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Old Gold & Black


Old Gold & Black

Old Gold & Black

For The Kids!
Madison Bush, Contributing writer • November 28, 2023
Knowledge Perk: Spartanburg’s Central Perk
Cameron Carsten, Managing Editor • November 28, 2023

“Futuro Cercano”

Madeline Brewer’s spooky tale wins the OG & B’s Halloween writing contest 

Futuro Cercano 

The Violettes were a family split in the cosmos, from present to eternity. Francis was somewhat a curmudgeon, an adolescent boy trapped in the aching, archaic body of a greyed man. His wife, Imogene, was near a decade younger and continued to grace the halls of their humble abode as a patch of sunlight, dressing only in light and flowing pastels. 

Their sons, on the other hand, were each their own unique piles of garbage. Lance was eighteen, and Blake sixteen. Both possessed scraggly attempts at beards, and dressed only in black jackets over black clothing, the only splash of color being bright red caps on their heads. They perhaps smoked and drank; the parents did not know. All they knew was the boys rarely spoke, especially to their parents. 

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There was a chilly autumn day that Francis and Imogene took a drive around the neighborhood. At the next block over, they came across their neighbor Magdala holding a garage sale. She spoke almost exclusively Spanish, but could form some English words well enough to convey meaning. The couple exited their car and peeked inside the garage. Most of it was cluttered with dull junk, but in the corner stood a mirror. “Espejo del Futuro Cercano,” read the sticker on its back. 

“What does this mean, Magdala?” asked Imogene, feeling along its frame. 

Magdala set down the magazine she had been reading and glanced up. “Mirror of the… uh…” She thought for a moment. 

“Future, isn’t it? Futuro?” Francis interrupted. 

“Sí; however, be cautious with it. It is… not normal,” Magdala said, stumbling over the words. 

“We’ll take it. It could be very interesting,” Imogene squealed, hugging Francis. They paid and fit the mirror into their backseat, trying hard not to break it. They beamed all the way home, excited to provide themselves some excitement in their relatively doldrum lives. 

In their bedroom, they set the mirror against the wall and gazed into it. To their surprise, no reflections gazed back. They tried stepping out of view and back in many times, but no reflections appeared. 

“Oh, phooey! We must’ve broken it getting it into the car!” Imogene wailed. Francis shook his head. 

“Let’s take it to the dump tomorrow.” 

A car pulled into the driveway; it was the boys, home from school. They silently entered the house and went to their respective rooms. Francis sighed. “Those damn boys.” He slipped into his office and shut the door. Imogene walked to the kitchen and began preparing dinner.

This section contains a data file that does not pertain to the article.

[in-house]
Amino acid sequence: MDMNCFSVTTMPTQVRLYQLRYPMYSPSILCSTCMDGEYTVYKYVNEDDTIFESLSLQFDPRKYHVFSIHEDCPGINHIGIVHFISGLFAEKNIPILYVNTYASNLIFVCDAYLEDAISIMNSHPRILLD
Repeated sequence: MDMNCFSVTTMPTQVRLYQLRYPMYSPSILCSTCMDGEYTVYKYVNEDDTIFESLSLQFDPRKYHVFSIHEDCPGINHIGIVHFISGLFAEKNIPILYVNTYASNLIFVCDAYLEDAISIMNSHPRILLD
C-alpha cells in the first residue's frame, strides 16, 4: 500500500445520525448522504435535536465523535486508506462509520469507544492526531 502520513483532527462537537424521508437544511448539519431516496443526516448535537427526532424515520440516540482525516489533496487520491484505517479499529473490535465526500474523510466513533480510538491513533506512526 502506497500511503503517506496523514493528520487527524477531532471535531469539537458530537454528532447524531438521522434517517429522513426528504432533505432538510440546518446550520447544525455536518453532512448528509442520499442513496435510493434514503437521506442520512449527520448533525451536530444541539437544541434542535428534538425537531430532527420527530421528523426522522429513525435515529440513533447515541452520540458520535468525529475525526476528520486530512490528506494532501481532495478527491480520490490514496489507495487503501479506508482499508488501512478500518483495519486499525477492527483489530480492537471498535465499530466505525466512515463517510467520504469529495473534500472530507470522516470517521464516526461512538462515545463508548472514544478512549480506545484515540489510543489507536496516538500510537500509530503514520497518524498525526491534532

After setting the oven to its preheat temperature, she wandered back to the bedroom and stopped in the doorway. Lance and Blake were in the room, picking at the price sticker of the mirror and observing its frame. They stepped in front of it, and there finally shone a reflection. The reflections stood stonily in orange jumpsuits, and the bedroom behind the boys had become a cell. Imogene wanted to cry out, but she silenced herself and ran back to the kitchen. 

Within minutes, the boys came quietly through the kitchen and out the door. 

“Where do you think you boys are going?” Imogene demanded. 

“To buy some ammo. We think we will take up hunting,” said Lance. He grinned and left with Blake. 

As their car pulled out of the driveway, Imogene tiptoed into Lance’s room. She poked and prodded around for a bit, and, after nearly quitting, pushed aside some clothing in his closet to reveal a handgun. 

Francis noticed his wife in the room and asked why she was there. 

“Lance said he and Blake will take up hunting, and I found a handgun here.” 

“Those boys are dumb, I tell you. What they need is a rifle,” Francis said, and he left to check on dinner. 

Imogene stood, feeling a deep ache welling inside her. She recalled the times Francis had berated them, and how she’d nod along. 

The boys returned home, and Blake slid the chain lock closed. He then placed a chair in front of the door, too heavy for frail arms to move. 

Written by Madeline Brewer ‘23 

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